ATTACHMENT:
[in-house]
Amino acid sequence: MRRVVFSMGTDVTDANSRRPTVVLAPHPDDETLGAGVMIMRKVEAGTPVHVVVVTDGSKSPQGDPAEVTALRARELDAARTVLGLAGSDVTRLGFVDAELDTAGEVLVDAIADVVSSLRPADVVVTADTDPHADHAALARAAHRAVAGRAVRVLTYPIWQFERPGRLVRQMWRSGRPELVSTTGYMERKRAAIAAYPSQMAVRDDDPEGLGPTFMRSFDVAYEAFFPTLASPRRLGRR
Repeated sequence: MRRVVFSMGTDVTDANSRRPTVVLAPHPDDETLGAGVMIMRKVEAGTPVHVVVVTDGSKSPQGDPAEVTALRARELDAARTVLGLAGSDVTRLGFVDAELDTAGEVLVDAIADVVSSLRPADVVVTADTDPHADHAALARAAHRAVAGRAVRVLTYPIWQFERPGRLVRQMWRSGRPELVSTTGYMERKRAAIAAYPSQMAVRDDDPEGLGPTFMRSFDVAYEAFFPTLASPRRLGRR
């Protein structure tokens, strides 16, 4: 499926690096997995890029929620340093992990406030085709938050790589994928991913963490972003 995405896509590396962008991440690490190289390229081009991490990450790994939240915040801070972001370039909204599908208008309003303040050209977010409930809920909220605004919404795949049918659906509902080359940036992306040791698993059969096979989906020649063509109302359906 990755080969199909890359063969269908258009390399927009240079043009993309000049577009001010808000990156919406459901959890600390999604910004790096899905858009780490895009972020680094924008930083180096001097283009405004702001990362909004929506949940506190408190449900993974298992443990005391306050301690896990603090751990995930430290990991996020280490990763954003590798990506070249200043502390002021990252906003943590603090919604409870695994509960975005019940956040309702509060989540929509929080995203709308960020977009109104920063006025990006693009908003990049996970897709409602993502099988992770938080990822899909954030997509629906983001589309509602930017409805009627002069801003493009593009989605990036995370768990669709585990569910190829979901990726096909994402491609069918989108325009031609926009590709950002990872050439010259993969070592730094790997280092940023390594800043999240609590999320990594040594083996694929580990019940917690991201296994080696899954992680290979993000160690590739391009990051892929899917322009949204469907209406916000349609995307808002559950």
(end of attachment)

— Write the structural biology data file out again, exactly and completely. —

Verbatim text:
[in-house]
Amino acid sequence: MRRVVFSMGTDVTDANSRRPTVVLAPHPDDETLGAGVMIMRKVEAGTPVHVVVVTDGSKSPQGDPAEVTALRARELDAARTVLGLAGSDVTRLGFVDAELDTAGEVLVDAIADVVSSLRPADVVVTADTDPHADHAALARAAHRAVAGRAVRVLTYPIWQFERPGRLVRQMWRSGRPELVSTTGYMERKRAAIAAYPSQMAVRDDDPEGLGPTFMRSFDVAYEAFFPTLASPRRLGRR
Repeated sequence: MRRVVFSMGTDVTDANSRRPTVVLAPHPDDETLGAGVMIMRKVEAGTPVHVVVVTDGSKSPQGDPAEVTALRARELDAARTVLGLAGSDVTRLGFVDAELDTAGEVLVDAIADVVSSLRPADVVVTADTDPHADHAALARAAHRAVAGRAVRVLTYPIWQFERPGRLVRQMWRSGRPELVSTTGYMERKRAAIAAYPSQMAVRDDDPEGLGPTFMRSFDVAYEAFFPTLASPRRLGRR
């Protein structure tokens, strides 16, 4: 499926690096997995890029929620340093992990406030085709938050790589994928991913963490972003 995405896509590396962008991440690490190289390229081009991490990450790994939240915040801070972001370039909204599908208008309003303040050209977010409930809920909220605004919404795949049918659906509902080359940036992306040791698993059969096979989906020649063509109302359906 990755080969199909890359063969269908258009390399927009240079043009993309000049577009001010808000990156919406459901959890600390999604910004790096899905858009780490895009972020680094924008930083180096001097283009405004702001990362909004929506949940506190408190449900993974298992443990005391306050301690896990603090751990995930430290990991996020280490990763954003590798990506070249200043502390002021990252906003943590603090919604409870695994509960975005019940956040309702509060989540929509929080995203709308960020977009109104920063006025990006693009908003990049996970897709409602993502099988992770938080990822899909954030997509629906983001589309509602930017409805009627002069801003493009593009989605990036995370768990669709585990569910190829979901990726096909994402491609069918989108325009031609926009590709950002990872050439010259993969070592730094790997280092940023390594800043999240609590999320990594040594083996694929580990019940917690991201296994080696899954992680290979993000160690590739391009990051892929899917322009949204469907209406916000349609995307808002559950």